Vintage Trimont Wrenches Cleaned Up

Tool Restoration

A Couple Old Wrenches Good As New

I think I say this with every post but - this should be a short post.  Today's offering is the cleanup of two pipe wrenches, one I picked up in June of '21, the other in September of '21.  Another tidbit of note is that I cleaned these things up back in October of '21 but I'm just now getting around to writing about them!  Nonetheless, here we are - let's get into it! 

A Quick Word About Trimo

The Trimont Tool Company was founded in Roxbury, Massachusetts sometime around 1889 by the Ely brothers, and was known nationwide for their high quality wrenches and pipe-fitting tools under the Trimo name.  I can't find much information on this but apparently, in 1949 Trimont sold tools under the Roxco name also.  My guess is...Roxbury + Company = Roxco.  I know, I know, hold the applause, I'm here all week!  Anyway, it seems they closed their doors sometime around 1954.  

The Trimont - Proper 

This wrench was a wonderful find at The Tool Box back in '21.  They have a wall full of all types of wrenches,  and this little Trimo quickly caught my attention.   First off, it was small and I didn't have any pipe wrenches off that size. 

Next as you can tell... it was in excellent shape with just a very little bit of that light orange surface rust. 

A couple minutes on the wire wheel and the buffing wheel made quick work of the cleanup. 

And a few minutes of light brushing in the hard to reach areas left the parts ready for a little shining!

At some point along my tool restoration journey, I either saw someone on YouTube or it dawned on me that a good way to prevent the tools from rusting was to apply some car wax.  I love the smell of carnauba wax, and I get a little nostalgic about Turtle Wax so I have both - why not right?  In this case, a couple coats of carnauba wax ought to ward off any more rust for awhile. 

And just like that,  this old wrench was good as new, ready for the next hundred years!

I've been devoting quite a bit of my time to harmonic studies on my own, in libraries and places like that. I've found you've got to look back at the old things and see them in a new light. - John Coltrane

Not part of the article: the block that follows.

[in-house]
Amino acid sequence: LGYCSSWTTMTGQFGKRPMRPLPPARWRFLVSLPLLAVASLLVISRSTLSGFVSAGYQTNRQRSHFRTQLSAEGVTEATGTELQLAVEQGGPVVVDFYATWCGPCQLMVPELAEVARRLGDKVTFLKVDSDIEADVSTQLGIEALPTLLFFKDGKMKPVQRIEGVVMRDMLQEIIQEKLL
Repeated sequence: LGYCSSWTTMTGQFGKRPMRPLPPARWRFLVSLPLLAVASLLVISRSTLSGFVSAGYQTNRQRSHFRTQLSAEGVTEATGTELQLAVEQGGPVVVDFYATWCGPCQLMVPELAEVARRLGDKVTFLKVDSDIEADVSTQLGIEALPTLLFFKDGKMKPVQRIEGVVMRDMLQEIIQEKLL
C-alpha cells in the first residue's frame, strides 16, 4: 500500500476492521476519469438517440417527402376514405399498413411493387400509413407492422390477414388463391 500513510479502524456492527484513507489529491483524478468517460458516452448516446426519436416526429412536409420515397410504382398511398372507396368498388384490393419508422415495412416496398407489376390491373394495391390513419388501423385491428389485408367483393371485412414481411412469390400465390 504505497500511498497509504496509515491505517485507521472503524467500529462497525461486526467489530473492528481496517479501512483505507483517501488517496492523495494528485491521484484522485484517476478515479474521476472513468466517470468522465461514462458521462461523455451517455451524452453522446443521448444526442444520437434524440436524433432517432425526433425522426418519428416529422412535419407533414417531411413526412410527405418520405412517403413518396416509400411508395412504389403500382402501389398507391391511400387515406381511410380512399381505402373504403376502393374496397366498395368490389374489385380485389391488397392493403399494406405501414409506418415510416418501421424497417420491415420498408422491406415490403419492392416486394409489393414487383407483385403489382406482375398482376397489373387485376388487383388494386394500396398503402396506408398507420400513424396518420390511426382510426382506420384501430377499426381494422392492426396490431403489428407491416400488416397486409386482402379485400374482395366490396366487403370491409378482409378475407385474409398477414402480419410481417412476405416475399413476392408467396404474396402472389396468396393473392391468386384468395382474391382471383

The Trimont - Roxco 

The next wrench in '21 was this little Roxco pipe wrench.  I think it's only about 6" long (we'll take a look at that shortly) and is incredibly nimble.  I think it has become a bit of an adjustable wrench replacement for me (at least on small jobs!  I know some wrenches had factory-applied red paint on their handles back in the day, but this one looks like it was more likely used as a stir stick in a small can of red paint. 

The rest of the wrench was a kind of blue-gray paint, which also looked owner-applied as opposed to factory.  Either way, the paint was coming a bowl of Citristrip!

I also want to point out the near pristine teeth on the jaws.  I used a small triangle file to clean them out, about a three minute task!

After the paint stripping, and a little time with the metal polish and the Dremel tool, this little wrench was really looking good!

I also did a little grinding to clean up the Roxco logo a little.  It was in decent shape, but a couple spots on the lettering had gotten a little boogered up over the years.

Monkey wrenches and pipe wrenches look the same to the untrained eye, and the name is often used interchangeably. These tools have two main differences: the monkey wrench has a smooth, flat jaw, while the pipe wrench has serrated teeth on its jaw. Pipe wrenches have a stationary lower jaw and movable upper jaw, while monkey wrenches have a stationary upper jaw and movable lower jaw. - Dan Miller, Fine Power Tools


I have no idea why it took me so long to post about these little wrenches, I mean - two years?  Nonetheless, here they are.  One of my favorite things about these wrenches is that they're so small - so many uses!

Here they are lined up with the tape measure.  I know they don't look lined up, but this shot is more of a commentary on the photography skills of yours truly!

Oh, and here's a shot with some similarly-sized wrenches I have with them...

Natural Habitat

And here's the now almost obligatory natural habitat shot.  I decided they would reside on the new tool board I put in last December out by the drill press.  

And with that - I have finally reported on the two little wrenches restored over a year ago!  Hey, thanks for stopping by and, as always - see ya' next time!
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